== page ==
Unavoidable circumstance

What if I need to cancel because of an emergency or unavoidable circumstance?

We may be able to give you a refund or waive the penalties if you have to cancel because of an unexpected circumstance that’s out of your control. Below is a list of circumstances covered by our Extenuating Circumstances Policy. Before you cancel, check that your circumstance is included in the list below and that you can provide the required documentation.

Circumstances that require documentation

Death of a host, guest, or their immediate family member. You’ll be asked to provide one of these documents:

  • Death certificate
  • Obituary
  • News article naming the deceased.

Serious illness of a host, guest, or any member of the traveling party. You’ll be asked to provide a general statement from a physician confirming that the person can’t travel. The statement must be dated after the reservation was booked.

Government-mandated obligations including jury duty, travel restrictions, court appearances, and military deployment. You’ll be asked to provide a copy of the official notice dated after the reservation was booked, including the name of the person fulfilling the obligation.

Airport and road closures that make it impossible to travel to your destination. This includes closures caused by natural disasters like earthquakes or severe storms. You’ll be asked to provide a notice of the road closure, or notice of the airport closure and proof that the flight was canceled.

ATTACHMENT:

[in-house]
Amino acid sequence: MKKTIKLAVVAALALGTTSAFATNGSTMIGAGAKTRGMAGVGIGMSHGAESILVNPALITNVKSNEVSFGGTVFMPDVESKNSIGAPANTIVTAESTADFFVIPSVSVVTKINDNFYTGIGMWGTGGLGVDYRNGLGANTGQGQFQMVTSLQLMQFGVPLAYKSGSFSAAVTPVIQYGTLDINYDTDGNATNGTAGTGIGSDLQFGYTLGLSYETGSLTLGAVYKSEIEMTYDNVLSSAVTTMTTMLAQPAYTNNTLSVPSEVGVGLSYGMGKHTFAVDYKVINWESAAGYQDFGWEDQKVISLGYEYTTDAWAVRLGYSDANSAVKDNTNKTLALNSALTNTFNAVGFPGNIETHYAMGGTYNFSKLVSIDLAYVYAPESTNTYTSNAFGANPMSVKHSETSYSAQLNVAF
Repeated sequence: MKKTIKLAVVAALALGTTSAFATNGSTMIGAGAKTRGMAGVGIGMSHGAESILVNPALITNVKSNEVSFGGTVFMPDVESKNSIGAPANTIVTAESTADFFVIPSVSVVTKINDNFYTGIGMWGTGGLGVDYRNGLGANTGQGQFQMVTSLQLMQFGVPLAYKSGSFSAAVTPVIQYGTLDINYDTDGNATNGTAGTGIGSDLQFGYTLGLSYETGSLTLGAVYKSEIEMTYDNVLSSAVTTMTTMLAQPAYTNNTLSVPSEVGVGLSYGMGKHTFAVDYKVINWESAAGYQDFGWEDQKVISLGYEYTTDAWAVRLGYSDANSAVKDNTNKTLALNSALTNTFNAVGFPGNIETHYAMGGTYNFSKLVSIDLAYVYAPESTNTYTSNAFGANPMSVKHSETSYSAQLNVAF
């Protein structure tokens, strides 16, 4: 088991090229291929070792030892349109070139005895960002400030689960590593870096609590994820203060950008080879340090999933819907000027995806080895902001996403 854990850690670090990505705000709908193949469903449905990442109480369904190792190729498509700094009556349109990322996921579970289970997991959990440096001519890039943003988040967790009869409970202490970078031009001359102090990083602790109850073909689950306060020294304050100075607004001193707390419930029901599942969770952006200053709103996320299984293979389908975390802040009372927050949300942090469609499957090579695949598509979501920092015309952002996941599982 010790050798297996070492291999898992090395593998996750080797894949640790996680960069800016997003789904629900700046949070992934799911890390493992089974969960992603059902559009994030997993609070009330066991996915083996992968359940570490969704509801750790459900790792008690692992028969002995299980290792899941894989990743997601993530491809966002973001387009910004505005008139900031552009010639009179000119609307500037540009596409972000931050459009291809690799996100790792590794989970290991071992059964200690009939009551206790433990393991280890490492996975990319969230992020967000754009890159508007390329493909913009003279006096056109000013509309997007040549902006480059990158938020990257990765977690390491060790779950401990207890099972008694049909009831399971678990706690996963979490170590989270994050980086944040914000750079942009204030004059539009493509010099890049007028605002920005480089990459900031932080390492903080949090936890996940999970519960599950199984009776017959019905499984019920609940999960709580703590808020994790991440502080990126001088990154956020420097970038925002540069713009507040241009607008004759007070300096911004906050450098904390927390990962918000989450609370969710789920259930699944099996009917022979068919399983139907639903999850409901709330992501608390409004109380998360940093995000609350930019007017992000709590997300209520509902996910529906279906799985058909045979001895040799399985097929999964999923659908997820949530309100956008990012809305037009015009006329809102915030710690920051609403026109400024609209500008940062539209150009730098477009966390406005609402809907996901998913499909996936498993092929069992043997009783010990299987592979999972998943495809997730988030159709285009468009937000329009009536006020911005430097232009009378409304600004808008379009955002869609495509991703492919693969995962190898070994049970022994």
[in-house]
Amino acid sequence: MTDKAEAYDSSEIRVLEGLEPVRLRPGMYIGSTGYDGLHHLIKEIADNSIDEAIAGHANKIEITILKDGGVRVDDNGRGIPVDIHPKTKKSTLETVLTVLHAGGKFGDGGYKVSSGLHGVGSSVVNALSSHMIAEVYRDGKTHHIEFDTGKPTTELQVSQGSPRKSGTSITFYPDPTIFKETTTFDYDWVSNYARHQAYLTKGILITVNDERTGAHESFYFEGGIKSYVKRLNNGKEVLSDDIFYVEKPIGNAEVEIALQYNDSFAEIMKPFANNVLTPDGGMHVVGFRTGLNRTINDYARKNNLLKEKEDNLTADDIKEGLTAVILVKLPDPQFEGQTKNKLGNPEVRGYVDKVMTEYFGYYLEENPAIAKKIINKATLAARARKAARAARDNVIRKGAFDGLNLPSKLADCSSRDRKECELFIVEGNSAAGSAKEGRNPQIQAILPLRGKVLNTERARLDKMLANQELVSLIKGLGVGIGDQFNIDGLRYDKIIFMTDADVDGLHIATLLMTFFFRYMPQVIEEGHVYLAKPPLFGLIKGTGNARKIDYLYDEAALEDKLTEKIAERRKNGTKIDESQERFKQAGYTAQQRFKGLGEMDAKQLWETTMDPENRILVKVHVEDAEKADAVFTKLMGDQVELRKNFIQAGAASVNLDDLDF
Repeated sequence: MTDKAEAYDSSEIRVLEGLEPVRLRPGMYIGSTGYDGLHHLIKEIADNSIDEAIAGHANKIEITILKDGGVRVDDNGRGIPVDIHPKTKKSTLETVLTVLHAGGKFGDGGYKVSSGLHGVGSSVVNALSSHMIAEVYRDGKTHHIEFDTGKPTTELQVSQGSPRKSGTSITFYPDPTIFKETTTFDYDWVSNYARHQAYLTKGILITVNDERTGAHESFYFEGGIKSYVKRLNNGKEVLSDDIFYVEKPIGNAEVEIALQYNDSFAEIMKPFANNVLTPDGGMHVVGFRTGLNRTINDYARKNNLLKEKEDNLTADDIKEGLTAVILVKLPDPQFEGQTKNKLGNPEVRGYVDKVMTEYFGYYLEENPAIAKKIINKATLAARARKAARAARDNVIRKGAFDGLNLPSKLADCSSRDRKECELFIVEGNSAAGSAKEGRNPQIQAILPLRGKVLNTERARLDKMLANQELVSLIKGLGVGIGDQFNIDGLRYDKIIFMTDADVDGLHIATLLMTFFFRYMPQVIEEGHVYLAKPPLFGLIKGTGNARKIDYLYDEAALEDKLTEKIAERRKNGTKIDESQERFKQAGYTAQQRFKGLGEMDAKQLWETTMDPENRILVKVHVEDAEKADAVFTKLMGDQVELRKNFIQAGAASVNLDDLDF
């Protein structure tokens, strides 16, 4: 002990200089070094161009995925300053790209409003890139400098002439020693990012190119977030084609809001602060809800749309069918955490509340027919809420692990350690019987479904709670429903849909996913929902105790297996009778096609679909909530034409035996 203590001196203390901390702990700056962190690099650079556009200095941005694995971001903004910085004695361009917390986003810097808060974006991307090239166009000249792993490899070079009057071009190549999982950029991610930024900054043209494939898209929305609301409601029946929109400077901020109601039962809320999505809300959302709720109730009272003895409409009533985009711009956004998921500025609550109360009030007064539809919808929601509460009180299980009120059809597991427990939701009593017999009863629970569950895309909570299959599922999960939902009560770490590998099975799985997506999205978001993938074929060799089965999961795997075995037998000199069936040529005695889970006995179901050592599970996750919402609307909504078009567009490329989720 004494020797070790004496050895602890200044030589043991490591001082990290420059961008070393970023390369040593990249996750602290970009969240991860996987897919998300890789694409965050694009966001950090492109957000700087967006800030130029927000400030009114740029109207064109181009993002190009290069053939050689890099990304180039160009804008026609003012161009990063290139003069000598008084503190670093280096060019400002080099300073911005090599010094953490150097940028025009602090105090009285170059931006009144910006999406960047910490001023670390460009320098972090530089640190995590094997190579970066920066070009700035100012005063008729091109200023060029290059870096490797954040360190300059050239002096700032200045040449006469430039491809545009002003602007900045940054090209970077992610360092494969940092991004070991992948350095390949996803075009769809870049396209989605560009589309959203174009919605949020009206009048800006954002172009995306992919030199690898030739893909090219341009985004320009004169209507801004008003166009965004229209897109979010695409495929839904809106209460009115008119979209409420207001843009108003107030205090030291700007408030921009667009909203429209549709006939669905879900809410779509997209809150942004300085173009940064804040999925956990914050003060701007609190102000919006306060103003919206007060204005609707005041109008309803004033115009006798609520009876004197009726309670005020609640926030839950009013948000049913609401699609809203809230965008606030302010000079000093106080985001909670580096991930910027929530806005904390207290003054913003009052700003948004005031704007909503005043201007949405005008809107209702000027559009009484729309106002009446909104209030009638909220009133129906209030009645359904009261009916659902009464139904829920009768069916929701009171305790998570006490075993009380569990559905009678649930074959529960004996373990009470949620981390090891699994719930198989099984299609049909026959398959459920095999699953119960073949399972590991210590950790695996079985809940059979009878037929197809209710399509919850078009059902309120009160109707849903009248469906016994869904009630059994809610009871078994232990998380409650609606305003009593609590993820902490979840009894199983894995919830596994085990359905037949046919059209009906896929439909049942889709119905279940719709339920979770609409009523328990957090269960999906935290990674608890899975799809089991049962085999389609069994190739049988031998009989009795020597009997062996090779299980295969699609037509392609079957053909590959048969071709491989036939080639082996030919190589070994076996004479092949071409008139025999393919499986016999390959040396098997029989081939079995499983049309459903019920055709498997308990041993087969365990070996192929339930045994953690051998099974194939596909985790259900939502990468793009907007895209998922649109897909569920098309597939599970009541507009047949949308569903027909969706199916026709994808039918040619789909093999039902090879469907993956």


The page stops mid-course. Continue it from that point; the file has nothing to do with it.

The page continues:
Circumstances that require special review

There’s no required documentation for these circumstances, but our specialized team will review each case to confirm that you’re directly affected.

Severe security advisories for political or civil unrest in the area that the guest is traveling from, or in Malaga. Examples include:

  • Violence
  • Increased military presence
  • Severe damage to the area’s infrastructure

Changes to visa or passport requirements that make it impossible to travel to the destination. This doesn’t include lost or expired travel documents.

Natural disasters that prevent the guest from traveling to or from the destination, or that make it unsafe to host guests. Examples include:

  • Severe storms
  • Earthquakes
  • Flooding
  • Tornados
  • Tsunamis
  • Wildfires
  • Blizzards or severe winter storms

Endemic disease or illnessthat suddenly affects a region or an entire group of people. This doesn’t include existing diseases that are associated with an area—for example, malaria in Thailand or dengue fever in Hawaii. Examples of endemic disease include:

  • Ebola
  • Zika
  • Chagas disease

What to do next

If you’ve confirmed your circumstance meets the requirements above, contact us to file a cancelation. We’ll walk you through the next steps, which will include submitting any required documentation and waiting for our team to review your case. Claims must be submitted within 14 days of the extenuating circumstance.